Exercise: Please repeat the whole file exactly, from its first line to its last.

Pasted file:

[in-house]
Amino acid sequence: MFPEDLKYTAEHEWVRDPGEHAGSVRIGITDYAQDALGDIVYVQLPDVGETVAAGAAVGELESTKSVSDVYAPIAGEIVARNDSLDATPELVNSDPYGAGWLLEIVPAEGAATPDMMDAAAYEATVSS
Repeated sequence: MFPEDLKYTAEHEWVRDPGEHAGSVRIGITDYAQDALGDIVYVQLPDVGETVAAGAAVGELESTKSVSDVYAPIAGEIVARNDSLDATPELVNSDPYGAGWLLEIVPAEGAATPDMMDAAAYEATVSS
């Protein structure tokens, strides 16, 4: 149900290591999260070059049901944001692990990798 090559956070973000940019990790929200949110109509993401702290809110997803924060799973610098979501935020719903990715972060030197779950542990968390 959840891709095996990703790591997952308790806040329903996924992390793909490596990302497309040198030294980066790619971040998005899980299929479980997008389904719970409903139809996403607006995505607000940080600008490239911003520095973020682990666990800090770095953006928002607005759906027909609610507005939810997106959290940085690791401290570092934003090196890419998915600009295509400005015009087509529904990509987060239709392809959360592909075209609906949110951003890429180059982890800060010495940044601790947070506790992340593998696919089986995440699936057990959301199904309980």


[in-house]
Amino acid sequence: MFPEDLKYTAEHEWVRDPGEHAGSVRIGITDYAQDALGDIVYVQLPDVGETVAAGAAVGELESTKSVSDVYAPIAGEIVARNDSLDATPELVNSDPYGAGWLLEIVPAEGAATPDMMDAAAYEATVSS
Repeated sequence: MFPEDLKYTAEHEWVRDPGEHAGSVRIGITDYAQDALGDIVYVQLPDVGETVAAGAAVGELESTKSVSDVYAPIAGEIVARNDSLDATPELVNSDPYGAGWLLEIVPAEGAATPDMMDAAAYEATVSS
């Protein structure tokens, strides 16, 4: 149900290591999260070059049901944001692990990798 090559956070973000940019990790929200949110109509993401702290809110997803924060799973610098979501935020719903990715972060030197779950542990968390 959840891709095996990703790591997952308790806040329903996924992390793909490596990302497309040198030294980066790619971040998005899980299929479980997008389904719970409903139809996403607006995505607000940080600008490239911003520095973020682990666990800090770095953006928002607005759906027909609610507005939810997106959290940085690791401290570092934003090196890419998915600009295509400005015009087509529904990509987060239709392809959360592909075209609906949110951003890429180059982890800060010495940044601790947070506790992340593998696919089986995440699936057990959301199904309980």